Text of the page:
THE LODGE-ROOM OVER SIMPKINS STORE
Written by M.W.Bro. Lawrence N. Greenleaf,P.G.M. the Grand Lodge of Colorado
Dated November 19, 1898
The plainest lodge room in the land was over Simpkins' Store,
Where Friendship Lodge had met each month for fifty years or more.
When o'er the earth the moon full-orbed had cast her brightest beams,
The Brethren came for miles around on horseback and in teams,
And O! what hearty grasp of hand, what welcome met them there,
As mingled with the waiting groups they slowly mount the stair,
Exchanging fragmentary news or prophecies of crop,
Until they reach the Tyler's room and current topics drop,
To turn their thoughts to nobler themes they cherish and adore,
And which were heard on meeting night up over Simpkins' Store.
To city eyes, a cheerless room, long usage had defaced,
The tell-tale lines of lath and beam on wall and ceiling traced.
The light from oil-fed lamps was dim and yellow in its hue,
The carpet once could pattern boast, though now 'twas lost to view.
The altar and the pedestals that marked the stations three,
The gate-post pillars topped with balls, the rude carved Letter G,
Were village joiners clumsy work, with many things beside,
Where beauty's lines were all effaced and ornament denied.
There could be left no lingering doubt, if doubt there was before,
The plainest lodge room in the land was over Simpkins' store.
While musing thus on outward form the meeting time drew near,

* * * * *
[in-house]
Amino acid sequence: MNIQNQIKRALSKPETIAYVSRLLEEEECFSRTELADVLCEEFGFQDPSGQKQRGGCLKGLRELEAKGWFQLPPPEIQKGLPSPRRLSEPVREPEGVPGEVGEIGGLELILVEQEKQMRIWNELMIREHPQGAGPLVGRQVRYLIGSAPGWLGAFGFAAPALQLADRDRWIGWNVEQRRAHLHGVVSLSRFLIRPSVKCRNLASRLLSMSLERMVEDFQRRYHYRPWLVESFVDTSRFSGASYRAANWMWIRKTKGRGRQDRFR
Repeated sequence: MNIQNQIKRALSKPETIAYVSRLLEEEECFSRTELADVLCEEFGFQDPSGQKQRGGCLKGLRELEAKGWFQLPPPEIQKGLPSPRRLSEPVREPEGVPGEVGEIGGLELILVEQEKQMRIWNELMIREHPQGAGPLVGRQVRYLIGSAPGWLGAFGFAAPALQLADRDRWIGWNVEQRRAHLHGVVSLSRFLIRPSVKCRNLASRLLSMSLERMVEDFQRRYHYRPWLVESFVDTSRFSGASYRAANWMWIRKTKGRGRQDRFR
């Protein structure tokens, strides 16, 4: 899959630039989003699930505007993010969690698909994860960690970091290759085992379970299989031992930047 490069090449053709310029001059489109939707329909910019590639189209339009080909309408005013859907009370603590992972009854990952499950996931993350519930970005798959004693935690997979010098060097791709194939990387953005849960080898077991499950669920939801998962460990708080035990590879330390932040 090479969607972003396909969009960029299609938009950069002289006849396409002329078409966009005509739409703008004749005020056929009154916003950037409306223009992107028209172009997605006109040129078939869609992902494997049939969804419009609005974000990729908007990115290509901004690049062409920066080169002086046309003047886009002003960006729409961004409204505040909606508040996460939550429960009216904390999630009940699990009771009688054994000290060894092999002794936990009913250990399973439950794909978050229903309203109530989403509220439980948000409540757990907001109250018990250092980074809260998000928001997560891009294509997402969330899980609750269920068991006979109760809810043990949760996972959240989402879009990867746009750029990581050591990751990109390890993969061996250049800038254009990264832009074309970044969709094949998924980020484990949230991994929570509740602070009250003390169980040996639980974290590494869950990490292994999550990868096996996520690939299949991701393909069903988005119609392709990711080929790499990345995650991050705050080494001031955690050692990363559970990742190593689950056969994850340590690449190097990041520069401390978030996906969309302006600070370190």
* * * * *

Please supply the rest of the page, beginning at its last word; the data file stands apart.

And we had a glimpse of inner life through watchful eye and ear.
When Lodge convened at gavel's sound with officers in place,
We looked for strange, conglomerate work, but could no errors trace.
The more we saw, the more we heard, the greater our amaze,
To find those country brethren there so skilled in Mason's ways.
But greater marvels were to come before the night was through,
Where unity was not mere name, but fell on heart like dew.
Where tenets had the mind imbued, and truths rich fruitage bore,
In plainest Lodge room in the land, up over Simpkins' store.
To hear the record of their acts was music to the ear,
We sing of deeds unwritten which on angel's scroll appear.
A widow's case - Four helpless ones - lodge funds were running low.
A dozen brethren sprang to feet and offers were not slow.
Food, rainment, things of needful sort, while one gave load of wood,
Another, shoes for little ones, for each gave what he could.
Then spake the last: "I haven't things like these to give - but then,
Some ready money may help out: - and he laid down a Ten.
Were brother cast on darkest square upon life's checkered floor,
A beacon light to reach the white - was over Simpkins' store.
Like scoffer who remained to pray, impressed by sight and sound,
The faded carpet 'neath our feet was now like holy ground.
The walls that had such a dingy look were turned celestial blue,
The ceiling changed to canopy where stars were shining through.
Bright tongues of flame from altar leaped, the G was vivid blaze,
All common things seemed glorified by heaven's reflected rays.
O! wondrous transformation wrought through ministry of love -
Behold the Lodge Room Beautiful! - fair type of that above,
The vision fades - the lesson lives! and taught as ne'er before,
In plainest Lodge room in the land - up over Simpkins' store.
Masonic lodge room over Simpkin's store. A completely equipped with pioneer furnishings donated by more than 20 of the older Masonic lodges of Colorado. Dedicated June 13, 1959 by the Grand Lodge of Colorado in memory of PGM Lawrence M. Greenleaf who wrote the moving poem "The Lodge-room over Simpkin's Store". The master's chair is a replica of that used by John M. Chivington, first grand master.
South Park City, Fairplay, Colorado, an authentic restoration of an early pioneer mining town.
Copyright 1960, South Park Historical Foundation.